When I was a little girl, and in fact throughout my childhood, Daddy and Mother ran a country store where they sold everything from shoes to fertilizer and nails. They also farmed, and because Daddy had one of the first self-propelled grain combines, he bargained with other farmers to harvest their grain as well.
They needed help from their older children to do all this, so my brother and I were “called into service.” My brother at the age of 5 would guide the tractor or truck in the fields as Daddy loaded on the hay or straw.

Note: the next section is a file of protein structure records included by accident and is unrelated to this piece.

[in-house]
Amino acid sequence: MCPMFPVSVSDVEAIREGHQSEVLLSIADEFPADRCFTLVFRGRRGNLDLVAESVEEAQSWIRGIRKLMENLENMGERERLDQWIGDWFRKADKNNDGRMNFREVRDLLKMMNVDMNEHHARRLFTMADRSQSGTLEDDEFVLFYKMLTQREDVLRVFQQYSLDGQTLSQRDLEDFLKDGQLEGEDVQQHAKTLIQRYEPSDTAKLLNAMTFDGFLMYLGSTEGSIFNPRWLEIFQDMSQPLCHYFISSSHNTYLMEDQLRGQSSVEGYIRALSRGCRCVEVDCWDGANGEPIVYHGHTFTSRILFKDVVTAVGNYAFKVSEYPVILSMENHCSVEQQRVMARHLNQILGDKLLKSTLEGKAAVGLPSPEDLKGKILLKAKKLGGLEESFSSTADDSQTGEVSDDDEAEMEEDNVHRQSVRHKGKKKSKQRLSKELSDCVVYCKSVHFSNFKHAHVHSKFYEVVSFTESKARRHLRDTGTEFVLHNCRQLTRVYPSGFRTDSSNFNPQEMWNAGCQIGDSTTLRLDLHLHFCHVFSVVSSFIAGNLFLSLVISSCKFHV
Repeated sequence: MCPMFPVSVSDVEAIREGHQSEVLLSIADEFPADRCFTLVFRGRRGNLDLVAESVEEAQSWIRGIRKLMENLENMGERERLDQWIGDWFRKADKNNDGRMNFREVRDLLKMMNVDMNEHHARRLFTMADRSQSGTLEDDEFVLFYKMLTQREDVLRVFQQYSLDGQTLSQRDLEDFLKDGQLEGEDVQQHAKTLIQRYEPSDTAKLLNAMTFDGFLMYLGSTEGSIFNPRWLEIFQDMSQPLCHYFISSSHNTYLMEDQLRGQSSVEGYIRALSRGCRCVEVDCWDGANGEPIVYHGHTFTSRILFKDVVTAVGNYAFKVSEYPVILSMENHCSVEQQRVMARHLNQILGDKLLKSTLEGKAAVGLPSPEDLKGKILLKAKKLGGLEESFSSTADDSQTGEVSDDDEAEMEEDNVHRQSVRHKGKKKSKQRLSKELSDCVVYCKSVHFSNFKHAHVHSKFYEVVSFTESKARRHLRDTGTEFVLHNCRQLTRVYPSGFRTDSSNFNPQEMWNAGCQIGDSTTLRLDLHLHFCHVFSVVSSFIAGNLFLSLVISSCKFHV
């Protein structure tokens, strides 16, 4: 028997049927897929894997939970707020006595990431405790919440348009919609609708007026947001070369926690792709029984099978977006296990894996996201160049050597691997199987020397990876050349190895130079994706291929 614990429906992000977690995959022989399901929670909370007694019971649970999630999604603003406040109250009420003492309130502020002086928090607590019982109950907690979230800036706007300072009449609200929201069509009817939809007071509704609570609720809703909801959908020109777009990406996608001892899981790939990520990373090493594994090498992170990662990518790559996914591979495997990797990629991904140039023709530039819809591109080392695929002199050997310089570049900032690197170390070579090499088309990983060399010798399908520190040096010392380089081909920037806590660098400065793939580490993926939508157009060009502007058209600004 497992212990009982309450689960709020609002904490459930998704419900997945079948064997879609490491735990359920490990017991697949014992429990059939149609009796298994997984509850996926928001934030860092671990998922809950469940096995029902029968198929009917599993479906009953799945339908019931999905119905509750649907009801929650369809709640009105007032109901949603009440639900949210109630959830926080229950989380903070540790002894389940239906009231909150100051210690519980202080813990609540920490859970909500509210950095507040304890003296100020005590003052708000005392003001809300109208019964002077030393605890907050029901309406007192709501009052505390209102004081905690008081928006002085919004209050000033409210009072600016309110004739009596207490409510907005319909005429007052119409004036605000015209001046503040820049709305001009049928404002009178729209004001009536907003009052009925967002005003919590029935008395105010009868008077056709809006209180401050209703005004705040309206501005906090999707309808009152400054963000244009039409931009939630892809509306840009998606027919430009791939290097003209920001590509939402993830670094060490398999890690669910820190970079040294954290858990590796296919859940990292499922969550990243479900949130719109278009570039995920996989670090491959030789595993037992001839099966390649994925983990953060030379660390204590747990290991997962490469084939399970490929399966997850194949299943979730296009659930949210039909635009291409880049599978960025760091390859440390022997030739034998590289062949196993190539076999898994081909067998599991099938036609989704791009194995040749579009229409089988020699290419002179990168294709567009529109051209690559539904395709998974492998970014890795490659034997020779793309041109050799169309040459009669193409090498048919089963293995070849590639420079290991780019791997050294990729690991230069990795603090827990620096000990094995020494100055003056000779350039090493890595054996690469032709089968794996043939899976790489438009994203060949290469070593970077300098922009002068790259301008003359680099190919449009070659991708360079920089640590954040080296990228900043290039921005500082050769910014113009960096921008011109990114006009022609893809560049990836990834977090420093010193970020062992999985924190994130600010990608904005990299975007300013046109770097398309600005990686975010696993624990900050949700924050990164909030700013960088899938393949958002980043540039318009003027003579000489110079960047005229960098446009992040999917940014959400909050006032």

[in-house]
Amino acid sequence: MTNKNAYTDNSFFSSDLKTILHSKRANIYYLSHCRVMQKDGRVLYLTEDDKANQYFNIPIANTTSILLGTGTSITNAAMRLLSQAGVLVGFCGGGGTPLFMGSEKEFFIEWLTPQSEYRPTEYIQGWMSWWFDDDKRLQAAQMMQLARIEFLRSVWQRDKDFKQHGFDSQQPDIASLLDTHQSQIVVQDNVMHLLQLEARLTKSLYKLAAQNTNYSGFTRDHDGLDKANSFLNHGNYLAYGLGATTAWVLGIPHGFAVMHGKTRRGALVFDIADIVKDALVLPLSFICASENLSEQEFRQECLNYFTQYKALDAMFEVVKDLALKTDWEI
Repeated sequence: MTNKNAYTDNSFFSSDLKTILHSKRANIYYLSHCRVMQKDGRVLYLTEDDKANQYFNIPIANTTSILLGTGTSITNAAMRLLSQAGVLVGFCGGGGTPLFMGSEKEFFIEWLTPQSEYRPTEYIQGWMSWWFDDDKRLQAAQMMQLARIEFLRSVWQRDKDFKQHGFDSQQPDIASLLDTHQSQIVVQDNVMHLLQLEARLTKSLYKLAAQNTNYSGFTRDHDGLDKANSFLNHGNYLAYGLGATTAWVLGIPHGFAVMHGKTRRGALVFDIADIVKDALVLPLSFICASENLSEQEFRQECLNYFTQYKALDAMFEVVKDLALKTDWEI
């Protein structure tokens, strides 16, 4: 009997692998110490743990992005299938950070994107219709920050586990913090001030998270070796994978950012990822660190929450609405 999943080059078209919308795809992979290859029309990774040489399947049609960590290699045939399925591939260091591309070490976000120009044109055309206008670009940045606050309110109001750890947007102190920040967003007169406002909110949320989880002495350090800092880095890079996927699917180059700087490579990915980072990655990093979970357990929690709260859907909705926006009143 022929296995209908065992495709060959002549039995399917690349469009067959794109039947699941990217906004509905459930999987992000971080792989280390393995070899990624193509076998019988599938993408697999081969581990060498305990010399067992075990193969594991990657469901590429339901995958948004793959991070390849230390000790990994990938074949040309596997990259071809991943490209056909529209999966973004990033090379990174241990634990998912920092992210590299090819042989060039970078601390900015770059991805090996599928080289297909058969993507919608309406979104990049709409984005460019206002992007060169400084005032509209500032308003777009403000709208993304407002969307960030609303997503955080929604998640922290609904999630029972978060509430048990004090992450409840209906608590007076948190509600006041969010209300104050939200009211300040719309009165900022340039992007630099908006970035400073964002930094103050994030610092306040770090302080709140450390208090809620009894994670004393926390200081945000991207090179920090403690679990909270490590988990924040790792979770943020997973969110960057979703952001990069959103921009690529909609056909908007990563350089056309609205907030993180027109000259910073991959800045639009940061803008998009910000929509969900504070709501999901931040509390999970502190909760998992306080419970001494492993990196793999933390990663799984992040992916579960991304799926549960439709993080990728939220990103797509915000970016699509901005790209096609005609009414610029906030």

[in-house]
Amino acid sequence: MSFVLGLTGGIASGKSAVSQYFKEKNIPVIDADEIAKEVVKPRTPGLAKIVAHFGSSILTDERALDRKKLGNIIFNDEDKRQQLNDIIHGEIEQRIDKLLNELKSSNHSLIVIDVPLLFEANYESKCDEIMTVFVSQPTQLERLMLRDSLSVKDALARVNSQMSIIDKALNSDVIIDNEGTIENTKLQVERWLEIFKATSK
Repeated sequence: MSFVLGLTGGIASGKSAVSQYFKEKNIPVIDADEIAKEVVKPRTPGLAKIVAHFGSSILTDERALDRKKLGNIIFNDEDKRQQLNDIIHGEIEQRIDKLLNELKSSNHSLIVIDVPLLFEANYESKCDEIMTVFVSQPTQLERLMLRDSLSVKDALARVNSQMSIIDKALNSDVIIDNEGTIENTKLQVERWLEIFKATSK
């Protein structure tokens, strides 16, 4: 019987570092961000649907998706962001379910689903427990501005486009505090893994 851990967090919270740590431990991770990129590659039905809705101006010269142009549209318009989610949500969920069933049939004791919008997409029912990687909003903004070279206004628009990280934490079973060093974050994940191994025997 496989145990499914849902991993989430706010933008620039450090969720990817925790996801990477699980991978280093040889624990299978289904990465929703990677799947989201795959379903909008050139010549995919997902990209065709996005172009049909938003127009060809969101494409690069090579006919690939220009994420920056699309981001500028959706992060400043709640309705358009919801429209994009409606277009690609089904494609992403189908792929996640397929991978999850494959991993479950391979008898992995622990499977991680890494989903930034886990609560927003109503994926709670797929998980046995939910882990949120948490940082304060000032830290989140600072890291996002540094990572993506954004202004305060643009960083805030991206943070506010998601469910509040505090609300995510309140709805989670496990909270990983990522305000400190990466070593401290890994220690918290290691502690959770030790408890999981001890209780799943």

When I was 5, our family acquired a beautiful ball of white fur—an Eskimo Spitz puppy. We named her Snowball, and I latched onto her for my own. When she came of age, she bore two litters of puppies. Mother and Daddy told me that if I could sell them, I could start my own savings account with any money I got from the sale. I do not remember how much I deposited into my savings account from the sale of Snowball’s puppies, but I do know that opening my own account taught me the importance of saving.